Having seen the notice via Bostonist I went to last night’s screening of The Darjeeling Limited at the Brattle Theatre followed by a Q&A with Wes Anderson. They handed out twice as many tickets as seats, which meant queueing up early on a rainy evening, and ending up in the balcony and having some friends running late just miss getting in.
The film was opened with the Hotel Chevalier short. I found the “The Darjeeling Limited” very entertaining (although The Royal Tenenbaums remains my favorite of his) and the style is distinctly Anderson’s. The focus on detail, slow motion shots, great soundtrack, tragicomedy family issues and cast all feel familar.
After the film Wes Anderson, co-writer Roman Coppola, Waris Ahluwalia (who was awesome in Inside Man) took questions from the crowd. Jason Schwartzman was supposed to be there, but supposedly he broke his foot – ironic since he spends the entire film barefoot while running around India. Not surprisingly, most of the questions were directed at Anderson (with Ahluwalia hardly speaking). Asked about how they were received in India, he seems to have really fallen for the country and wrote much of the film while traveling there. Or, as he said in this New York Magazine interview,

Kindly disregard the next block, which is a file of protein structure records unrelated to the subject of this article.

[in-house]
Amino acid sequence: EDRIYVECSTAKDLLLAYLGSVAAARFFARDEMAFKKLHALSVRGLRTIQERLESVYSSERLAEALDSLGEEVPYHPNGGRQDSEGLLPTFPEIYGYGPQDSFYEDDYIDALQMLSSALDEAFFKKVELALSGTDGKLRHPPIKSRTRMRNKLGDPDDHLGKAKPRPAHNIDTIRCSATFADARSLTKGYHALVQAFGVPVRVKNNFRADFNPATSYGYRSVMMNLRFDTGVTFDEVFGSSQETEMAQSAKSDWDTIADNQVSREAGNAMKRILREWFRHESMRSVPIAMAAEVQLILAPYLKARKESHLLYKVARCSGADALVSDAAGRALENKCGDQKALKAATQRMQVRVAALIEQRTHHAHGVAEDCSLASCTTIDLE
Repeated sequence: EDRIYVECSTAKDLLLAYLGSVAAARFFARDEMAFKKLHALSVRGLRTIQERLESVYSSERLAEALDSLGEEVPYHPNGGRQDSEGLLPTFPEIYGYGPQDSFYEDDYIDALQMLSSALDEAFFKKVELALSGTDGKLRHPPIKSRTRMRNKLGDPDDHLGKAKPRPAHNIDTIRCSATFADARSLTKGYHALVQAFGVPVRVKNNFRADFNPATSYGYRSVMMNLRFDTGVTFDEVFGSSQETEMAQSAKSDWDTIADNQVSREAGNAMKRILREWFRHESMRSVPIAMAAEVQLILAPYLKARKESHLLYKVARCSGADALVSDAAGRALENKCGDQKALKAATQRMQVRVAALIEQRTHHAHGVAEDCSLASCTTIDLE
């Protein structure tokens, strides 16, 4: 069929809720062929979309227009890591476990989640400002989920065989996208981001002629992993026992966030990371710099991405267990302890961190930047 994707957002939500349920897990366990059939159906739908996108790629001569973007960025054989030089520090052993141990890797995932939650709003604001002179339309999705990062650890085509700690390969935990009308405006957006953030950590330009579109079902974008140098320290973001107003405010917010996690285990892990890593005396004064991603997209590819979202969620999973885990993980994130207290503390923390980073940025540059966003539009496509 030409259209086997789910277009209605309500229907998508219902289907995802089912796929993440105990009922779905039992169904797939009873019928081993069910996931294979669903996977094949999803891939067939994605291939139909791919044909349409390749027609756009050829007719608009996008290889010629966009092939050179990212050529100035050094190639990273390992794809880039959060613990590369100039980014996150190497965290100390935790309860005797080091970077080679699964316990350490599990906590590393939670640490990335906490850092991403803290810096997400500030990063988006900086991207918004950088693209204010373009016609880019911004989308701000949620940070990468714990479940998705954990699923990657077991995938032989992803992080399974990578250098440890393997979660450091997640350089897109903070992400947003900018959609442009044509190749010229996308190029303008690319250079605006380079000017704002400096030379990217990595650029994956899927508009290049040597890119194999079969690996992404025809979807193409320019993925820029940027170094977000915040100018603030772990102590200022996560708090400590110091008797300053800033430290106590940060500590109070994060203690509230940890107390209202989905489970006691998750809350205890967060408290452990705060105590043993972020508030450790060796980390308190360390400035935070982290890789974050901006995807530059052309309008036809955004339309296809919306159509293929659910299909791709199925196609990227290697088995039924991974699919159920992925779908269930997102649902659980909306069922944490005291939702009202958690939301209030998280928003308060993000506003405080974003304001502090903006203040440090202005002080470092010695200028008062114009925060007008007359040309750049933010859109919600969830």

“I guess we went to India as research,” says Anderson, “but the more precise-slash-romanticized description would be that we were trying to do the movie, trying to act it out. We were trying to be the movie before it existed.”
There were a couple film nerd questions about his being influenced by Jean Renior’s The River and what lens he used for wide angle shots (40mm anamorphic) , which led to a funny exchange about the difference between “Filmed in Panavision” (which he does) vs. “Panaflex by Panavision”. Someone asked about the meaning of his characters often being submerged in water and use of water, to which Anderson replied that The Life Aquatic certainly had a lot of water. Answers to questions about the creative process are often rather unsatisfying, since there is rarely a crisp reason for how a story developed or why a particular decision was made. The Q&A was about 40 minutes with the three having to leave for Philly later that night.
It was kind of the independent Brattle to host the free screening, and made me realize how few times I’ve been there. The host plugged a few upcoming films that will be shown there, like Lake of Fire, The Signal and Terror’s Advocate, that sounded interesting.
 I should have brought my real camera and not the point & shot, since it was rather dark. Oh well.